Sometimes the garment or project you're working on needs a little pizzazz. Extend some of the techniques you have already used on your vintage garments to the buttons. For example, take a piece of fabric you have stenciled or stamped, and use it to cover a button.


Stacked buttons
If the vintage button you like is too small or doesn't seem to have enough impact for the design, try stacking the buttons. First, put the larger button, not a shank, against the fabric; it should be a flat button and have two or four holes. Sew it on as you normally would, but as you come back up through the holes of the button for the second or third time, go through the holes or shank of the second button. Continue until the stack of buttons is secure.


Beaded buttons
Simple bead-embellished buttons are easy, even for the bead-challenged. Once the button has been secured with two or three passes of thread, add three or four small beads or one large bead on the front and return the needle to the wrong side of the fabric. Continue adding more beads until you get the design you want, however simple or complex.

Try this: four little projects
Whatever your sewing skills and techniques, including the ones I have discussed, use them in creative ways to enhance your vintage textile. Sometimes just a small detail like a covered button gives your design individuality. You'll see how easy some of these techniques really are.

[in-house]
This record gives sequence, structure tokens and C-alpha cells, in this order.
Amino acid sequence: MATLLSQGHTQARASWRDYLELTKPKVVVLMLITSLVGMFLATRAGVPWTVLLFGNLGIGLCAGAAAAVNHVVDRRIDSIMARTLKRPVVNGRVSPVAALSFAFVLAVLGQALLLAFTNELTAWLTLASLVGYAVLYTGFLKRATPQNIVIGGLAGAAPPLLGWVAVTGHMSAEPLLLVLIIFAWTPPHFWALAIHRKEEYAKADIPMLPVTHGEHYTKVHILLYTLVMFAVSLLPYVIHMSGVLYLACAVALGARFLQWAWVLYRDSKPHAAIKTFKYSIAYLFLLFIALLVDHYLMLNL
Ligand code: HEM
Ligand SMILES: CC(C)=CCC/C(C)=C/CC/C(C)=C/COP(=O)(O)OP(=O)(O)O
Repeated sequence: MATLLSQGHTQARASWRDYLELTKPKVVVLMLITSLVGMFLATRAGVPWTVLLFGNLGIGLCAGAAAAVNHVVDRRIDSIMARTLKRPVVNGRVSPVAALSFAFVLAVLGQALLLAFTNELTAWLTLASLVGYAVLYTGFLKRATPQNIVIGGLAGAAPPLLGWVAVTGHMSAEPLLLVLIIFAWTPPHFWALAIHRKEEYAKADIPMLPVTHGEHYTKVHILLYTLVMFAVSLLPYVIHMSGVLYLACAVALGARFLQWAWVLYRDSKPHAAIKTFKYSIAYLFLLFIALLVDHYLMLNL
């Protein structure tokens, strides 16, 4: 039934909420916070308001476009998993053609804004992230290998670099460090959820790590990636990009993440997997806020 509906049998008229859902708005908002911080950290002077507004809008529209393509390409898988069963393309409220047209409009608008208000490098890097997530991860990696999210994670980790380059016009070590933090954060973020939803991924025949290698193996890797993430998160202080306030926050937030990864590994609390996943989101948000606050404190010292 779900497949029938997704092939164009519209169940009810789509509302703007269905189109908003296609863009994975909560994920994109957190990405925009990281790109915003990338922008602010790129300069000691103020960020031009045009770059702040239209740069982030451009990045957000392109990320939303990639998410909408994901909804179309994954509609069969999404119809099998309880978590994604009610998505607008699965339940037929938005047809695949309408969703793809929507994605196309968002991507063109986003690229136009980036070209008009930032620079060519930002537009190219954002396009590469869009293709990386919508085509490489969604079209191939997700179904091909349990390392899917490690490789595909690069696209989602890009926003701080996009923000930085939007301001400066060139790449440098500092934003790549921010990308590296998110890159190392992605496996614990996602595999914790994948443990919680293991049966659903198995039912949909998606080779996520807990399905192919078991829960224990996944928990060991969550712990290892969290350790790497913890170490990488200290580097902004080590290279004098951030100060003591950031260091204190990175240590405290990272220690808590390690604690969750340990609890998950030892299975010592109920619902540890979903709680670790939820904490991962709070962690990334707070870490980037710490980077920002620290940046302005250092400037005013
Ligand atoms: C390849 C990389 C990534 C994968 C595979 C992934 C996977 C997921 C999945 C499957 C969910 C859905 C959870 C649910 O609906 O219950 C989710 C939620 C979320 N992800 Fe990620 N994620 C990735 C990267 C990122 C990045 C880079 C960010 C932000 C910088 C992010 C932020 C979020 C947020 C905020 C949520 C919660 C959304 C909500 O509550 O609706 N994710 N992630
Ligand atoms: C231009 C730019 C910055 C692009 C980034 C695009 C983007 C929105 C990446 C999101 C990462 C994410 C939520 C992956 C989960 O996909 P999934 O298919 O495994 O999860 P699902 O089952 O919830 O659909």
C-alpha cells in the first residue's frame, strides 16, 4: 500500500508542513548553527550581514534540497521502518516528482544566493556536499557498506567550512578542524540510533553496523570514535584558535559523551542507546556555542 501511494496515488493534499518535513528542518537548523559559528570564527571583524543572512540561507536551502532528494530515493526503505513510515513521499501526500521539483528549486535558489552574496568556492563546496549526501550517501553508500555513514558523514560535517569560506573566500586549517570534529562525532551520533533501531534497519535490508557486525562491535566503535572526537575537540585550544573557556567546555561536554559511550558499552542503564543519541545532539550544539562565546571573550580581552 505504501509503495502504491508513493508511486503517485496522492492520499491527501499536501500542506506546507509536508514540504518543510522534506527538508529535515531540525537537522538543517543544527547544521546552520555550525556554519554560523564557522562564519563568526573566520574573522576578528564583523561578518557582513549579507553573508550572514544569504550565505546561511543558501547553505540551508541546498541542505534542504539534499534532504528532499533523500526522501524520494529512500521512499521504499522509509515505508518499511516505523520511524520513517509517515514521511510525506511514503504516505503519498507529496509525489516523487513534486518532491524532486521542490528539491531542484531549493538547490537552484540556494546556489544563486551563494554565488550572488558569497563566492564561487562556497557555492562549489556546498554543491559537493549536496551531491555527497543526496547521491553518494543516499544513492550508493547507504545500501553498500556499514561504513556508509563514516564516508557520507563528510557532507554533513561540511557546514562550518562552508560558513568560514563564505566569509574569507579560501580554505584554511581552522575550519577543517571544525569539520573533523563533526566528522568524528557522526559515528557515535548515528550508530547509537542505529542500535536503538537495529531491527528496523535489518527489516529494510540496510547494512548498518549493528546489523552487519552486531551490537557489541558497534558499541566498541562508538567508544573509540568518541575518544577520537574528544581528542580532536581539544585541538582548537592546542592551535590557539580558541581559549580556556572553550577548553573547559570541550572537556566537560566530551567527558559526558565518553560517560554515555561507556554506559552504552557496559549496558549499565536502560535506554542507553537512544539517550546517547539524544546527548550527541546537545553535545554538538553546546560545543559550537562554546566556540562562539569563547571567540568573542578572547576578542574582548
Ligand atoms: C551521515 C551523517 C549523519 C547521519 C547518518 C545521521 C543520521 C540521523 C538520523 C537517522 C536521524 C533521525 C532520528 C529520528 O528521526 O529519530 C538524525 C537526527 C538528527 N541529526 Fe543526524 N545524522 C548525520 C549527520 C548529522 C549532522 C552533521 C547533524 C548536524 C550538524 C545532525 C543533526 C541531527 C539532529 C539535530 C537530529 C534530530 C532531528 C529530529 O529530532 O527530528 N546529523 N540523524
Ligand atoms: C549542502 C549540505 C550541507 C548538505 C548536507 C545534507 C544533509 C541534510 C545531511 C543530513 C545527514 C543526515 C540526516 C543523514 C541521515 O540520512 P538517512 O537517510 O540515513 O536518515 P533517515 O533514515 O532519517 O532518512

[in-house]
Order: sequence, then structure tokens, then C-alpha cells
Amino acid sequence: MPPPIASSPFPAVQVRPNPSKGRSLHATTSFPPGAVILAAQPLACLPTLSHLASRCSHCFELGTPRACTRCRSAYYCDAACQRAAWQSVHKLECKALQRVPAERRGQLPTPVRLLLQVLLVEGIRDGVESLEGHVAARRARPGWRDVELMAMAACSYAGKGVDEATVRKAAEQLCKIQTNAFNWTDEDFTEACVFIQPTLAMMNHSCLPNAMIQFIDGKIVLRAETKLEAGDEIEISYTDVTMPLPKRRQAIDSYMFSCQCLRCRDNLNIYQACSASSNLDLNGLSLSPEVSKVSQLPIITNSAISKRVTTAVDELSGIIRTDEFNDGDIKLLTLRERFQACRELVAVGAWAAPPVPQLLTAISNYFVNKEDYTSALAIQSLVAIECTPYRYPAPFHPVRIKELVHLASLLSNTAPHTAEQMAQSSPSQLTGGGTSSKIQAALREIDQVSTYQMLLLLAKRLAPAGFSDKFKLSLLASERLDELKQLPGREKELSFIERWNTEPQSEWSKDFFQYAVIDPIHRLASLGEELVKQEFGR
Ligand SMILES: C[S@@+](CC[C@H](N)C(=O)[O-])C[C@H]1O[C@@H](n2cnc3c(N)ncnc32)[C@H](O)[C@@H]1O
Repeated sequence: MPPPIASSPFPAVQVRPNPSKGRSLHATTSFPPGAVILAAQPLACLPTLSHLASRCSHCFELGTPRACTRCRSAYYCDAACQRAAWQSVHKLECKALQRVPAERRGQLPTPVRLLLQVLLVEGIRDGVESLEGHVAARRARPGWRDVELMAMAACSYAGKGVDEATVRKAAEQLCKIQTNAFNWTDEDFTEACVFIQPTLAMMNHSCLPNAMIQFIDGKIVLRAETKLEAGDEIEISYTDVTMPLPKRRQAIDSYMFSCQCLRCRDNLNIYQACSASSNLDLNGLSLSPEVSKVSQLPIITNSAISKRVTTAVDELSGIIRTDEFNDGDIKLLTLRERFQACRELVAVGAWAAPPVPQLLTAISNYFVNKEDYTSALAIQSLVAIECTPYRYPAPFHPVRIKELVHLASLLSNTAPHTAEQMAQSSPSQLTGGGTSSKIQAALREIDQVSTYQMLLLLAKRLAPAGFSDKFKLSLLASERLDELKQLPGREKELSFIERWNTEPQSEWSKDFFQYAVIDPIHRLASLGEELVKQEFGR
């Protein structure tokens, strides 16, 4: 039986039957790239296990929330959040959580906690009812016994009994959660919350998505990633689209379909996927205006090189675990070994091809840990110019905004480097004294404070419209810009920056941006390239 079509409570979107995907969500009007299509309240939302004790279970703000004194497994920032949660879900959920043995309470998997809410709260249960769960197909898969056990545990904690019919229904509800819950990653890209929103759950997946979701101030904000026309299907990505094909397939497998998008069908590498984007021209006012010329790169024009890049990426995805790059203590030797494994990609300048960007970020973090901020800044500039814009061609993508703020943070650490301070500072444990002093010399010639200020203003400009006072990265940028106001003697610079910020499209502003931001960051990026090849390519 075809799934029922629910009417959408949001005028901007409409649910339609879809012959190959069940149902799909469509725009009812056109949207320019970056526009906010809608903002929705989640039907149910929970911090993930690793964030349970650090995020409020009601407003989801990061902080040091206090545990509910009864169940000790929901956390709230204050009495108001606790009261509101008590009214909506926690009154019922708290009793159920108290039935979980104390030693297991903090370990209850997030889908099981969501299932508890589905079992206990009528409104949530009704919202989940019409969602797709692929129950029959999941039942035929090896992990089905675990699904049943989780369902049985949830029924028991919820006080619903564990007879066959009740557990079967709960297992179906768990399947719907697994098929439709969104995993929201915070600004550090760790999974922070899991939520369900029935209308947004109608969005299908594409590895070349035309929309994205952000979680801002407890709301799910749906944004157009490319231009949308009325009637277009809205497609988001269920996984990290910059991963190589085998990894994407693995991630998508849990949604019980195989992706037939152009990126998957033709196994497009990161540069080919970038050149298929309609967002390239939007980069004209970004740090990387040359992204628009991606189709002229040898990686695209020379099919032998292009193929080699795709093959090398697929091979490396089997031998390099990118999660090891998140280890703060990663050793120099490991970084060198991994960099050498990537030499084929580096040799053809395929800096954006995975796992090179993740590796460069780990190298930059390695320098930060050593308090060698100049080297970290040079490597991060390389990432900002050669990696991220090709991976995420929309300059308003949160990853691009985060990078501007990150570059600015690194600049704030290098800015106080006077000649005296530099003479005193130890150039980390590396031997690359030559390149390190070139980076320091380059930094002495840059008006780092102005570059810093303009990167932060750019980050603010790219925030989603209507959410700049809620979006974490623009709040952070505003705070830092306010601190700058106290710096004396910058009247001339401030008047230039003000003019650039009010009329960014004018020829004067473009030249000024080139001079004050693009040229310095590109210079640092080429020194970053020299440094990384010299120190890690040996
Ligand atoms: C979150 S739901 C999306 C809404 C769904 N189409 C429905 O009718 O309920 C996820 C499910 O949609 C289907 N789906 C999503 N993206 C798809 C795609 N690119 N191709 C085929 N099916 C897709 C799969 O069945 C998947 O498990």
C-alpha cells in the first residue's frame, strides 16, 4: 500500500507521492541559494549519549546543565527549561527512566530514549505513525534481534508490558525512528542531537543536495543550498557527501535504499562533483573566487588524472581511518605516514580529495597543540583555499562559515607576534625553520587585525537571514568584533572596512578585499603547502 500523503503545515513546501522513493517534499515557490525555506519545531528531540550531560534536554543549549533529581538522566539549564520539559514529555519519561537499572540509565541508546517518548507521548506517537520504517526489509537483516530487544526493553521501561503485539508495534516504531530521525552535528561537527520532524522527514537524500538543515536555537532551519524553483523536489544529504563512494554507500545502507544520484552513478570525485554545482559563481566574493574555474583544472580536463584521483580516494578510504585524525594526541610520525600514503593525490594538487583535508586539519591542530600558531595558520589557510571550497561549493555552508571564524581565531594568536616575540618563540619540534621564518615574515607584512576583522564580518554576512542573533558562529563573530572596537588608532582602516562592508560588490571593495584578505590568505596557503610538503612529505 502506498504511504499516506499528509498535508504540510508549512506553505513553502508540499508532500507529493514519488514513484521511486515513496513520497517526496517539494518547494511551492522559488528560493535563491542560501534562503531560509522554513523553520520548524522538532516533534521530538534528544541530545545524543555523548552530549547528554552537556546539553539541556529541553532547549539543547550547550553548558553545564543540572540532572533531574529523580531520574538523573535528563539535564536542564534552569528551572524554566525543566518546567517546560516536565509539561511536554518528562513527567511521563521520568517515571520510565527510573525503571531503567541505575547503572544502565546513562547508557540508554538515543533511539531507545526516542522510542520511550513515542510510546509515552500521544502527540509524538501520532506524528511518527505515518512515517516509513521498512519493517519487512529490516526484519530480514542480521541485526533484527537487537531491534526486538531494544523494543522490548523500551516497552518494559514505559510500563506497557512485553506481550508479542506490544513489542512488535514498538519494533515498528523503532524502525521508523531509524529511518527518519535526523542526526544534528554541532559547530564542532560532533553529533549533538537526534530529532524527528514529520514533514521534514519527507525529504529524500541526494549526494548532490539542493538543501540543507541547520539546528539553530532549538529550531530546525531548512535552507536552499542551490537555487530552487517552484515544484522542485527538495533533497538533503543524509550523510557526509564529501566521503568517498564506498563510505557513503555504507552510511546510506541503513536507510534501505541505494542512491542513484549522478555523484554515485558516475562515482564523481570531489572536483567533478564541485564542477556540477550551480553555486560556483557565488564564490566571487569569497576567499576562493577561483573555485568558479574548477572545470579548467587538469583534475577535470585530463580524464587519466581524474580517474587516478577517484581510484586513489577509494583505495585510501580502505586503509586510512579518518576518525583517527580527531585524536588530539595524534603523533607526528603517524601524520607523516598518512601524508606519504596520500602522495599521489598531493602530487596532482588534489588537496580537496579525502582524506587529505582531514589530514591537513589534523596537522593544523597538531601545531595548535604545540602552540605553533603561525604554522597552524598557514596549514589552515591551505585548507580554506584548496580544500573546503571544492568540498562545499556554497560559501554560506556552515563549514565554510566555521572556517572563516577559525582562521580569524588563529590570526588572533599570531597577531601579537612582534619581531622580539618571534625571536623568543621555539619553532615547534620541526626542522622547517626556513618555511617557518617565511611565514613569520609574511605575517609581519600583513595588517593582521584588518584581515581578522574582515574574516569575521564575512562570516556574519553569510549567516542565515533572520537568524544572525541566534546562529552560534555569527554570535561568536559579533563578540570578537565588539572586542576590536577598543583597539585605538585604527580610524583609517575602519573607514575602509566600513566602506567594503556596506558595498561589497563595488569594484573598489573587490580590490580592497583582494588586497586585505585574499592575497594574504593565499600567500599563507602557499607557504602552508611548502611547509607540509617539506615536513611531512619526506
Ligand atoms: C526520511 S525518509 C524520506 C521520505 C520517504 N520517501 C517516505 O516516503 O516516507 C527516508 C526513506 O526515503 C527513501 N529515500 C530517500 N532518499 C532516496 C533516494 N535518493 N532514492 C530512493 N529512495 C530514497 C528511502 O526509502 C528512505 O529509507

Button as part of the design Inseam buttonhole Hand-stitched buttonhole
Position a buttonhole so the button will complete the design.
  Inseam buttonholes are a good choice for very small or large buttons, or where the buttonhole itself would detract from the button or fabric.    .
       
1. Position a button hole so the button becomes part of the design.

2. Make an inseam buttonhole, and allow the button to slip between the seams. If your pattern does not already have this feature, add a new seam, leaving openings large enough for the buttons to pass through. Inseam buttonholes make an attractive opening for very large or very small buttons, or where the placement of a buttonhole would be distracting.

3. Add an appliqué of vintage fabric found elsewhere in the garment or home-decor project over the buttonhole area before putting in the buttonhole to unify the design.

4. Hand-stitch a buttonhole with embroidery floss or cotton or silk buttonhole twist thread to match the rest of a design (see the drawing above). To do this, mark the placement line on the right side of the fabric and machine-stitch a rectangle around it, 1/8 in. from the placement line. Cut along the placement line and finish by hand, using small blanket stitches. Fan out the stitches along each end to accommodate for the rectangular shape. For added strength, bar-tack across the ends of the rectangle.

Jennie Archer Atwood is author of the article "From Tablecloth to Terrific Garment" in the June/July 1988 issue of Threads (#77). She lives in Topeka, Kansas, surrounded by a collection of beautiful old fabrics.

Photos: Jack Deutsch; drawings: Christine Erikson

ThreadsMagazine Threads Magazine, editor
Posted on Nov 22nd, 2008 in design, embellishments, vintage, buttons